2. You're forcing your own agenda on it there, Phil.

    In fact one point I ended up deleting from the final version was "and you'll probably find most of these supposedly female-unfriendly pubs have plenty of female customers".

    And why is it seen as so desirable that solitary female customers should be welcomed in pubs when solitary male customers are dismissed as saddo losers?

  3. Be honest Mudgie the majority of
    pus have become the last haven
    for saddos,loners,freaks and unloved tarts.There are exceptions ,of course ,usually frequented by well mannered ,well spoken ,boring mutants.

    PS A well known large FREE HOUSE
    popular with of duty teachers and social workers in Ashton u Lyne,Greater Manchester
    (THE WITCHWOOD) claimed by its fans to be immune to the SMOKING BAN SALE
    Naturaly the local SPOONS will be delighted

    Nick O'Teen

  4. I see plenty of old blokes drinking in brewdog bars. Staff are very non judgemental, perhaps a more inclusive atmosphere than anywhere else

  5. I certainly don't dismiss lone male drinkers as saddo losers, not least because 19 times out of 20 I'm a lone male drinker myself! I think making pubs a less offputting environment for lone female drinkers would be a very good idea, for the simple reason that I could have been born female & assume I would still have liked beer.

  6. But it has to be recognised that women are different from men, and one of the key points of difference is that women are much less likely to have solitary, obsessive interests. So they're less likely to be trainspotters, less likely to be beer anoraks, and less likely to want to go to the pub on their own.

    I honestly don't think that the vast majority of the pubs I visit are in any way female-unfriendly, it's just that women just aren't interested in going there on their own. I could point to large numbers of pubs that have numerous female customers, often in all-female groups.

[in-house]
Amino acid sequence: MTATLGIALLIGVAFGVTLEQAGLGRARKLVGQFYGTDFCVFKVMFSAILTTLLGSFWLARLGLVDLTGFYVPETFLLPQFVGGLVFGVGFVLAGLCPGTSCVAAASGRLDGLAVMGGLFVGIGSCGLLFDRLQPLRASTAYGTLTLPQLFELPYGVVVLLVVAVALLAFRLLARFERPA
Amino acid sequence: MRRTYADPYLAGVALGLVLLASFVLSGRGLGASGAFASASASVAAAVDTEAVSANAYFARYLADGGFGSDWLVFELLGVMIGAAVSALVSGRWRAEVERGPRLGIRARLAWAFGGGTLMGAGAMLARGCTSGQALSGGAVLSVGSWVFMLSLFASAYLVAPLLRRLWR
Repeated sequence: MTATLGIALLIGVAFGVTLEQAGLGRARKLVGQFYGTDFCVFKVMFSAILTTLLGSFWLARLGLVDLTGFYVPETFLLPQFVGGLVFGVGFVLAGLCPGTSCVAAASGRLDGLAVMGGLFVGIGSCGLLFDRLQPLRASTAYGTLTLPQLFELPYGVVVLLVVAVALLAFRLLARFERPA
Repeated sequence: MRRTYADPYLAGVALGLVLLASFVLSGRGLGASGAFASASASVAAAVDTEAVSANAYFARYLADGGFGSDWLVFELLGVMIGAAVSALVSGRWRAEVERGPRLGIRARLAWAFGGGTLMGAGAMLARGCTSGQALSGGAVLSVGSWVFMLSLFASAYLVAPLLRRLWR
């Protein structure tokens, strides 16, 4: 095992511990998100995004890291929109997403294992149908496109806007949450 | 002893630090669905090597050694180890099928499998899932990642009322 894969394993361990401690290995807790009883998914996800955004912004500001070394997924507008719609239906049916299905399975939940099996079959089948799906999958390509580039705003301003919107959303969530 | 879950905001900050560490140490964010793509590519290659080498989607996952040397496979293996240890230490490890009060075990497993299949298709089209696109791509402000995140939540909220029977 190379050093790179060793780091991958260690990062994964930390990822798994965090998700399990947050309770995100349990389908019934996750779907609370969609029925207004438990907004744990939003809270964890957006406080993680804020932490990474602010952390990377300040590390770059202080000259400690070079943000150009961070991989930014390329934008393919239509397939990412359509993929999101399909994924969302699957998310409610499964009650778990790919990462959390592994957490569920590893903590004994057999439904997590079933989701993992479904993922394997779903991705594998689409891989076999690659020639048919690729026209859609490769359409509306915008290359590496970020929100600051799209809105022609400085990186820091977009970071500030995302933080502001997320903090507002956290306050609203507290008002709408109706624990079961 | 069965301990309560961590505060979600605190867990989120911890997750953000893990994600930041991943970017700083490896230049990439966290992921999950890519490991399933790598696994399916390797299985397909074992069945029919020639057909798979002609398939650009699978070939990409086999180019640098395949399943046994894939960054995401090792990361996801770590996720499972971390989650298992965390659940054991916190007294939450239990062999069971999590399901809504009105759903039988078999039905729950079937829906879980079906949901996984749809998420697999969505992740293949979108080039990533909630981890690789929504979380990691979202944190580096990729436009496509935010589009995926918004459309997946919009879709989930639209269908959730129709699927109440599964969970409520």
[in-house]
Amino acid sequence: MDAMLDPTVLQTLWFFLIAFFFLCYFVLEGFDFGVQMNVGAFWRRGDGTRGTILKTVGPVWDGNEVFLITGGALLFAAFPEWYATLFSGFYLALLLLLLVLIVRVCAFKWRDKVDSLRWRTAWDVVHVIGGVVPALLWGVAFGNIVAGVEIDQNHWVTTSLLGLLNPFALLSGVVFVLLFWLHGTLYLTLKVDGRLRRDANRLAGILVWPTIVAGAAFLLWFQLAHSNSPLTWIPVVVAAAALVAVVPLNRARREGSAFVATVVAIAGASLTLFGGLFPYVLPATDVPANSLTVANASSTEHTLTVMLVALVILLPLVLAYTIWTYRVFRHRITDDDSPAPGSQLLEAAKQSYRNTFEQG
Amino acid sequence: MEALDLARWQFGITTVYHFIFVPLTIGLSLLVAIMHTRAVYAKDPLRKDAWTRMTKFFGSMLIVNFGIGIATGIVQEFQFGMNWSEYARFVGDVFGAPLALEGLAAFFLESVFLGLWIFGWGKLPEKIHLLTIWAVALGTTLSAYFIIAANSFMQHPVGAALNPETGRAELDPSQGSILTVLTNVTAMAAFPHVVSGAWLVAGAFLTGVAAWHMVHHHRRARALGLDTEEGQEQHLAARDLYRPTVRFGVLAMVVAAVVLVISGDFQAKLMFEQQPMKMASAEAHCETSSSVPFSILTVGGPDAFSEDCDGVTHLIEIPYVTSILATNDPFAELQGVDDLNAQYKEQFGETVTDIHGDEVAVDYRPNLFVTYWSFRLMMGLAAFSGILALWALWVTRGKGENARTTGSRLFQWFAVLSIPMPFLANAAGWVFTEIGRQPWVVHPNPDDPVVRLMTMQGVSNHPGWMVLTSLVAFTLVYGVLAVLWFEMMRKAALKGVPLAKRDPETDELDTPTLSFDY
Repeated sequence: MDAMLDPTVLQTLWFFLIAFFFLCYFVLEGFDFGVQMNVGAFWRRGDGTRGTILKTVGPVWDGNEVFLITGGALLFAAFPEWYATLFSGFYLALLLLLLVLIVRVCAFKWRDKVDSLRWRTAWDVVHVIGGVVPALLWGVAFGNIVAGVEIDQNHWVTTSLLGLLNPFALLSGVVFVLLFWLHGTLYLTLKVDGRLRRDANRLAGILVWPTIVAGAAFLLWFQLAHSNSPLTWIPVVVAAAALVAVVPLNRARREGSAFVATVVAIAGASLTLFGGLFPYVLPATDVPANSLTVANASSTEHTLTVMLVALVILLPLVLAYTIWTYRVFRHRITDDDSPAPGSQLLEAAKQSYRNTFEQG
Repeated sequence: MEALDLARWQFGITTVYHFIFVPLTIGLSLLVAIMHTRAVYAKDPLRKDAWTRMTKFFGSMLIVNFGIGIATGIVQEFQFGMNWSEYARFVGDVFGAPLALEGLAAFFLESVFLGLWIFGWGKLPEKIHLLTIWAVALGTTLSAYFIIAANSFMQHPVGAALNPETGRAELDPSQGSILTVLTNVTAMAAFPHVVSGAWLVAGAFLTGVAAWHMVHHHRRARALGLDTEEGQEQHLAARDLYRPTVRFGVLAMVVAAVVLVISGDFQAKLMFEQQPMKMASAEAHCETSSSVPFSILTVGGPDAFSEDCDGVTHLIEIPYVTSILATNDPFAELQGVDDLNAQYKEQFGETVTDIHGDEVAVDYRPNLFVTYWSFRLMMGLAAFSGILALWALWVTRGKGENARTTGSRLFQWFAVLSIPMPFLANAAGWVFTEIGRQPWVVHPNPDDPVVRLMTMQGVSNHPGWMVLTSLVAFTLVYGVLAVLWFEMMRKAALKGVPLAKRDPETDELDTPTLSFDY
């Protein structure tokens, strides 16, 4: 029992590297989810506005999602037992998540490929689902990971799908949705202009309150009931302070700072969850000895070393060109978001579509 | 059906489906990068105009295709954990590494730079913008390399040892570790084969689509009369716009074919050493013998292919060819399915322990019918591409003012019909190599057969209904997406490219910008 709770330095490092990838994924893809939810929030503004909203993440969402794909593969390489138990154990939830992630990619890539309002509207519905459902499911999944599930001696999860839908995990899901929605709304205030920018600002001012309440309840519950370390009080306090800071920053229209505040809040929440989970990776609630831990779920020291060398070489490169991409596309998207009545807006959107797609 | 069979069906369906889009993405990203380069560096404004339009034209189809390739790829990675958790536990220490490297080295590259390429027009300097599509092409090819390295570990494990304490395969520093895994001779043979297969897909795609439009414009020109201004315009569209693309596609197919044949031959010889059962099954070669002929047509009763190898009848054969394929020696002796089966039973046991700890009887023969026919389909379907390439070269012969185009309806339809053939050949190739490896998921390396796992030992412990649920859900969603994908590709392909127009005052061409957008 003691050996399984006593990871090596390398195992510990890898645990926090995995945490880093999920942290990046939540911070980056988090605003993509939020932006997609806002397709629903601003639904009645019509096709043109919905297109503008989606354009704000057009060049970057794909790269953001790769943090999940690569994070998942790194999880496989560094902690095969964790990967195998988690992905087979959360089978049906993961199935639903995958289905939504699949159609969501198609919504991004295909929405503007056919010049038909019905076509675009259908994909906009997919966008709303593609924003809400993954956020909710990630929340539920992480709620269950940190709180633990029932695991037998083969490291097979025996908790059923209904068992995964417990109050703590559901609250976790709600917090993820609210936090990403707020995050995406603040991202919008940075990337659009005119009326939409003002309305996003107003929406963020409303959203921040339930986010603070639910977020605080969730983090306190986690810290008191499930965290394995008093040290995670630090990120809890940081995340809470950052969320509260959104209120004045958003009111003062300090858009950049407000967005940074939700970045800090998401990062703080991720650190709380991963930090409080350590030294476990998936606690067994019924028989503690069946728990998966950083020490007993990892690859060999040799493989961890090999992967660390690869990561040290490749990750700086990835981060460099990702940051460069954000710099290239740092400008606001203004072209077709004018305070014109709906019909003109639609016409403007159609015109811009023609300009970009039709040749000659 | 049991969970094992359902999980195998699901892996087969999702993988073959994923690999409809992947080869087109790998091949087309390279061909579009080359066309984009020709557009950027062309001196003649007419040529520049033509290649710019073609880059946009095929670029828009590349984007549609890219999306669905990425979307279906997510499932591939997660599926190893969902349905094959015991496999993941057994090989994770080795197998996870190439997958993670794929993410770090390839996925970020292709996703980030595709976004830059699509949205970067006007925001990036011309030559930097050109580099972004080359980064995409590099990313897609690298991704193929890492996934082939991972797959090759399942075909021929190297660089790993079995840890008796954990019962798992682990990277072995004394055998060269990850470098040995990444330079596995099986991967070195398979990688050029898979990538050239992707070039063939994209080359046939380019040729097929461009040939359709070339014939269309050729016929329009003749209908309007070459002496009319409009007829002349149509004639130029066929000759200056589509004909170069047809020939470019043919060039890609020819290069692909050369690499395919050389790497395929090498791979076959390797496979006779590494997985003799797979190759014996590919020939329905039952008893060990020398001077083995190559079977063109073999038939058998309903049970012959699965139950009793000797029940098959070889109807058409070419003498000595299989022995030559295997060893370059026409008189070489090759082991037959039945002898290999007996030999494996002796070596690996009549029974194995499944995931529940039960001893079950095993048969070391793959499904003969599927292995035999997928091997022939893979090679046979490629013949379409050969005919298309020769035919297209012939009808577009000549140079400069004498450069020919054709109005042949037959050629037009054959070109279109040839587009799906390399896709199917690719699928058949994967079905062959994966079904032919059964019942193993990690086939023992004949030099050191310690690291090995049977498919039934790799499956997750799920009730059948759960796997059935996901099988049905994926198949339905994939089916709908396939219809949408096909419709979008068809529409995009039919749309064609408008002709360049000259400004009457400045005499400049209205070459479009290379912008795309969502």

7. crikey, you're milking this one.

    Bullying occurs in many environments, from schools to work places. It's nasty and should not happen but all attempts to stop it don't really work. Inadequate people need to make others feel bad in order to feel good. It's human nature.

    I'm a believer in the give a bully a bitch slap approach, which tends to be frowned on these days.

    Sadly though, not everywhere is going to be welcoming to everyone. Humanity is tribal and the tribes need their own club houses. You've gotta know what tribe you belong to.

  8. Late to the party, but I do not think this post is milking it at all.

    Since the smoking ban, pubs seem to have become homogenous, catering only for a certain type of customer -- and not the one who frequented pubs before July 1, 2007. Smokers constituted 65% of pub patrons according to a Marketing Week survey published that summer.

    That leaves me and my better half at home.